Ch. Beychevelle, Saint Julien
Nose: Pure, understated, and intriguing. Mysterious, beguiling bouquet.
Palate: Lovely velvety texture and good richness to back it up. A class act. Not a great deal of volume, but decent, if not broad-based, length. Fine wine. Not big, but refined.
Ch. Branaire Ducru, Saint Julien
Nose: underdeveloped, but with mineral hints reminiscent of limestone
Palate: much better on the palate Voluptuous, rich, sweet fruit tapering into a lovely classic St. Julien aftertaste. If it were not for the muteness of the bouquet, I would give this wine a 16. Let’s see how it develops…
Ch. Lagrange, Saint Julien
Nose: pure and mineral with some chocolate and ethereal cosmetic nuances, but not nearly expressive enough
Palate: open commercial style with an interesting juxtaposition of richness and acidity. Best enjoyed on the young side.
14/20 (charitably)
Ch. Léoville Poyferré, Saint Julien
Nose: lovely bouquet of blackcurrant and crushed blackcurrant leaves. Pure and very typical of its origins
Palate: rich and round going on to show marked acidity and fine character. Not quite the volume one would have hoped for, but extremely well-done.
Ch. Saint Pierre, Saint Julien
Nose: Toasty oak predominates, in fact overwhelms the fruit, in a way that will not be evened out by time.
Palate: in the château’s open, round, and sensual style, but the estate needs to tone down the barrel ageing.
Ch. Léoville Barton, Saint Julien
Nose: subtle strawberry and cherry jam overtones. Lovely and enticing.
Palate: Very round and surprisingly approachable. A soft Léoville with a cool (slightly mentholated) aftertaste. Very attractive with the class to match. Soft grip on the aftertaste.
Ch. Talbot, Saint Julien
Nose: rich, gummy, with ferrous and mucilage smells
Palate: angular, awkward, not very attractive. Possibly a bad bottle or a bad time to taste.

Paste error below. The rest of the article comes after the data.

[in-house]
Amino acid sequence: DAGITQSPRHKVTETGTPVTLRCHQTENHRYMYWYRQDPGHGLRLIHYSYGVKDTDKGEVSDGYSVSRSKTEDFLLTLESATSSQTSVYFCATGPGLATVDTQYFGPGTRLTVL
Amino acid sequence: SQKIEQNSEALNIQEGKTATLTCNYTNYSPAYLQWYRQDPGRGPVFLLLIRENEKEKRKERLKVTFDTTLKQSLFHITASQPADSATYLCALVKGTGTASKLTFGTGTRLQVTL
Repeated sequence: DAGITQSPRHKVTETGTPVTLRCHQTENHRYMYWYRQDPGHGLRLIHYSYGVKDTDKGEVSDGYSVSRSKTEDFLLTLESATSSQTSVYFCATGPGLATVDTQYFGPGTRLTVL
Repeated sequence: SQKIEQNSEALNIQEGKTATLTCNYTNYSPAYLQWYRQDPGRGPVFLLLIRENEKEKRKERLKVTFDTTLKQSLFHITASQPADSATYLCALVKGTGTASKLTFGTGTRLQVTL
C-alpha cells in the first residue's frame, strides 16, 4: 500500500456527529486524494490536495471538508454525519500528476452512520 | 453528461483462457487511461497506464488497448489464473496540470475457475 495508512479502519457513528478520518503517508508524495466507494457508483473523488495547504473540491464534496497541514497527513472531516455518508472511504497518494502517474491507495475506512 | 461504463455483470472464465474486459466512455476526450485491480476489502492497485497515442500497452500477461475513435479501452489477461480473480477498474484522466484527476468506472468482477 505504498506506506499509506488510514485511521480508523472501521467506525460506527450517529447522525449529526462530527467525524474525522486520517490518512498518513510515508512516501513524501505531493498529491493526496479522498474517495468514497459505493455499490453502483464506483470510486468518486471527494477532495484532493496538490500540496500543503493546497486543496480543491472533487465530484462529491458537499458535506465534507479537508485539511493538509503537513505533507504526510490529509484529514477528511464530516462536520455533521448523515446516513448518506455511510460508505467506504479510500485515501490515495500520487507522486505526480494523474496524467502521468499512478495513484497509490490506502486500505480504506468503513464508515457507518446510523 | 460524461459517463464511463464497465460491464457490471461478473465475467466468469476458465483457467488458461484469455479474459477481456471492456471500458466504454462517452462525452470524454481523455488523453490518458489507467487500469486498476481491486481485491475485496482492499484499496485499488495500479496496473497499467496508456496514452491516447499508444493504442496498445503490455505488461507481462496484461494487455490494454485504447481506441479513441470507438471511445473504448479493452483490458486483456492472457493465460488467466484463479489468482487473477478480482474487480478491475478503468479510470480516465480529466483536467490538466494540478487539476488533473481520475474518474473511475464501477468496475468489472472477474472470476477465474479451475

Ch. Lynch Moussas, Pauillac
Nose: classic Pauillac with graphite and good fruit and restrained oak to back it up. Fine candied cherry elements. Very nice bouquet.
Palate: good, grippy, and solid, with medium-long aftertaste. Maybe a touch dry, but Lynch Moussas has gone up in my estimation. Nice surprise.
Ch. Clerc Milon, Pauillac
Nose: sweet cranberry and some lead. Open and fruity.
Palate: mouthfilling fresh and fruity. Chewy mouth feel. Tannin melts in the mouth and then goes into a tangy finish with a reasonable amount of oak. Polished. Successful.
Ch. Lynch Bages, Pauillac
Nose: not very expressive with soft, underlying, creamy cherry-vanilla
Palate: soft on the palate as well. Develops seamlessly on the palate. A feminine Lynch Bages.
14-15/20 (depending on how it develops)
Ch. Pichon Comtesse, Pauillac
Nose: fine, classic nose, if not overly pronounced
Palate: lovely, creamy texture and a long subtle aftertaste – but I prefer the Lynch. A rematch is called for in 5-10 years. However, the Comtesse does have lovely fine-grained tannin and an attractive mineral aftertaste…
Ch. Pichon Baron, Pauillac
Nose: clean, bright, brambly black fruit that is not tremendously complex at this stage
Palate: assertive from the very first, unfolding to reveal a very Pauillac taste profile (cedar, graphite, cigar box) with first class tannin and excellent grip. Built to last. Not as rich and powerful as some Barons, but a very successful wine.